This month, The Counselling Centre looks at the causes, symptoms, and treatments for SAD.

When does SAD occur?

Although SAD can occur in the spring and summer, this is quite rare. Far more common is a trend toward more depressed mood episodes in the late fall and winter with remittance in the spring.

What are the symptoms of SAD?

In addition to depressed mood, the symptoms of SAD include:

- decreased energy

- hypersomnia

- over-eating

- weight gain

- increased cravings for carbohydrates

Note: Although depressed mood is common in SAD, it is not always present. For example, a significant decrease in energy and increased need for sleep (even without depressed mood) can signify an episode of SAD.

Who is most at risk for developing SAD?

- Those of us who live at higher latitudes (if you are wondering, Halifax is at 44° 38' North)

- Young adults

- Females

How common is SAD?

SAD is a relatively new addition to the list of mood disorders and as such, the research is still developing. Prevalence estimates range from 2 – 10 % of Canadians.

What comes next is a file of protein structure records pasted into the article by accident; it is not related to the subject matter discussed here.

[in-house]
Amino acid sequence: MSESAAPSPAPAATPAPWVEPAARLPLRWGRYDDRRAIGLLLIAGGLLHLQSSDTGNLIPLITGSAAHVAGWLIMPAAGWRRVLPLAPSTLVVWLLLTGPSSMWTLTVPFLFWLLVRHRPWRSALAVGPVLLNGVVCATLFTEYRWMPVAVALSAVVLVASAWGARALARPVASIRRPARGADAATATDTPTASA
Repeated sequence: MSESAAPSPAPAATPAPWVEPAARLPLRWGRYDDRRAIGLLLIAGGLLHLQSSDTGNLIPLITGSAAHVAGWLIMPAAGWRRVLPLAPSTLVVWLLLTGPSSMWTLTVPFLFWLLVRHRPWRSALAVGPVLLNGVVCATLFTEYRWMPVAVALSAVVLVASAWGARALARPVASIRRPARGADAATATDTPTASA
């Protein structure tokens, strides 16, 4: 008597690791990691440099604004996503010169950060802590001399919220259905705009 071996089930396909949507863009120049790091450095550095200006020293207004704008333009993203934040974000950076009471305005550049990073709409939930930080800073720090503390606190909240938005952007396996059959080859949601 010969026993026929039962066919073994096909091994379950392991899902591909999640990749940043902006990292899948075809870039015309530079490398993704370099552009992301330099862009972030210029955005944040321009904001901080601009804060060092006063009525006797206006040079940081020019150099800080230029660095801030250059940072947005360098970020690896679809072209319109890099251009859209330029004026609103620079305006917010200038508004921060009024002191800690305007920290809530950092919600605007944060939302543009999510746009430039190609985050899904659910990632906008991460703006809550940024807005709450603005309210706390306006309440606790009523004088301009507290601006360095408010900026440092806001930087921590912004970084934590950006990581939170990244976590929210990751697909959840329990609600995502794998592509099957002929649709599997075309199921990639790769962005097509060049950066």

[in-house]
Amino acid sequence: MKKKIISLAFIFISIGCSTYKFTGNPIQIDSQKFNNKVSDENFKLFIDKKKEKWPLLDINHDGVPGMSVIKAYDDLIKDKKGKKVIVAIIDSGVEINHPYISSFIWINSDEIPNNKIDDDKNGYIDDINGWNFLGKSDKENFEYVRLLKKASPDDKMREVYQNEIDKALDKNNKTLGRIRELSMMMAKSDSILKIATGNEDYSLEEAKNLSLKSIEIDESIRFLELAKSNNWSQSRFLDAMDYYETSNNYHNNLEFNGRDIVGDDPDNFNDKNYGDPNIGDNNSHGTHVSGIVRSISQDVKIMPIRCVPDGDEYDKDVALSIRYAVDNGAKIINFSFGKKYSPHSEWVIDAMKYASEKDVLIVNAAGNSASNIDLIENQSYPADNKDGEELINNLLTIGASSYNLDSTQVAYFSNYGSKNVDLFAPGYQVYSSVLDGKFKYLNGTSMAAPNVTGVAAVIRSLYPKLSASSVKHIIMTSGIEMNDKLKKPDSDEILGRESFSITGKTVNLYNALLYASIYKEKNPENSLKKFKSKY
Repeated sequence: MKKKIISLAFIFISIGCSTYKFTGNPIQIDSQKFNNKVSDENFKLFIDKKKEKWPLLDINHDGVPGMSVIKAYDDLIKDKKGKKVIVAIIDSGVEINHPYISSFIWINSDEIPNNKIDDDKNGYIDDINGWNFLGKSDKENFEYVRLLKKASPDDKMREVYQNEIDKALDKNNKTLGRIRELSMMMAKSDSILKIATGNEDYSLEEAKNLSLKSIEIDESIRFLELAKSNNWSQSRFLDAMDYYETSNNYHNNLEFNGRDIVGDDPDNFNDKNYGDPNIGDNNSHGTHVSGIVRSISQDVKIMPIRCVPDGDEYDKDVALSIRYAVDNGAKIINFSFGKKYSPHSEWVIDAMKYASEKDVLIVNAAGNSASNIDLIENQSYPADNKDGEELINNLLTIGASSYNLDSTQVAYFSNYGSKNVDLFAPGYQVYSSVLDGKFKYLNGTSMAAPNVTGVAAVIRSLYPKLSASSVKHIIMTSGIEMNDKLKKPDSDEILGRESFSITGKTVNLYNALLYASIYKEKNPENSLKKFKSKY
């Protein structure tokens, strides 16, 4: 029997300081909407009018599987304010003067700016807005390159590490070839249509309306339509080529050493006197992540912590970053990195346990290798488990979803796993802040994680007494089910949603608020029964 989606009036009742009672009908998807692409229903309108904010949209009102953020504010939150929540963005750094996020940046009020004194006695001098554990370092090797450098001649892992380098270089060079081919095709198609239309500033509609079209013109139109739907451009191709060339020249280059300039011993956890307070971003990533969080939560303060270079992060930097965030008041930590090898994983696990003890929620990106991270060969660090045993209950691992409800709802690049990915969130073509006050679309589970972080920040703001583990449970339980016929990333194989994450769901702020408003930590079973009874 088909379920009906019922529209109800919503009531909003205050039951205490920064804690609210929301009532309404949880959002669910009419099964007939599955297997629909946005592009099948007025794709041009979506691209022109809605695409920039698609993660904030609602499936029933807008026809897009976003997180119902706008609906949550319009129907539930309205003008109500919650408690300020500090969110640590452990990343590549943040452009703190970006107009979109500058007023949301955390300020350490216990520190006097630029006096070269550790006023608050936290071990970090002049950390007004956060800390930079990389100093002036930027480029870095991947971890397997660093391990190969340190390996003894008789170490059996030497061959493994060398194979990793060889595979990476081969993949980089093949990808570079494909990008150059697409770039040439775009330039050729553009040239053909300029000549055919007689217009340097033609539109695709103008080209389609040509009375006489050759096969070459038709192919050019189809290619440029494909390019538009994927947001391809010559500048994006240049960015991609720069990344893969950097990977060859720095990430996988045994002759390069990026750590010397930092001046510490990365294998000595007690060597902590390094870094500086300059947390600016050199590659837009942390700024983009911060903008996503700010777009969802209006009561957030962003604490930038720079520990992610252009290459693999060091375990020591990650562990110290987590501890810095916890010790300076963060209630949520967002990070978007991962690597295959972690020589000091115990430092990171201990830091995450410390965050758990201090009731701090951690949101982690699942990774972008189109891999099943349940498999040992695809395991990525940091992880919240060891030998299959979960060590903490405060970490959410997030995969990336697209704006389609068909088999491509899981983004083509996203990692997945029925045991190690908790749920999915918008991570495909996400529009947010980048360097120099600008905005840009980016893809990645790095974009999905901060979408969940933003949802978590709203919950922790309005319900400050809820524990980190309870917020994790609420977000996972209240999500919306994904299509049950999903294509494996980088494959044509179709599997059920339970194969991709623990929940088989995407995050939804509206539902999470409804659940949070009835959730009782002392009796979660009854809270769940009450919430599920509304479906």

What causes SAD?

Although a number of neuro-chemical causes have been proposed for SAD (e.g., deficient levels of serotonin), it is widely believed that the lack of light during the winter months is responsible for the increase in winter blues.

Treatments for SAD

Treatments for SAD include Cognitive Behavioral Therapy (available at Counselling Services) as well as other more experimental interventions – most of which can be directly initiated by the person who is experiencing SAD. These interventions include:

- “Full-Spectrum” light therapy. This intervention involves regular (usually daily) exposure to a specially designed “light box” which replicates natural sunlight. Although it is possible to visit expensive clinics for this treatment, home versions of the light box are much less expensive (less than $150) and most people find this approach far more convenient.

-Dawn-Simulation is often used in combination with light therapy. It is a device that replaces your alarm clock by gradually increasing the light in your room as you wake. This provides a more soothing and natural waking experience and may be helpful in alleviating SAD. These devices can be picked up locally in Halifax for less than $100.

- Regularly scheduled time outside during the winter – especially on sunny days.

- Antidepressants. Contact Saint Mary’s Health Services or your family doctor for more information.

- Vitamin D supplementation. This is a relatively new development, but there is some research suggesting that increasing vitamin D levels helps prevent and alleviate SAD (especially in combination with other treatments).

Do you often feel down during the winter months? The Counselling Centre may be able to help. To book a consultation, please give us a call at 902-420-5615 or drop by on the 4th floor of the Student Centre.

Best wishes for 2017!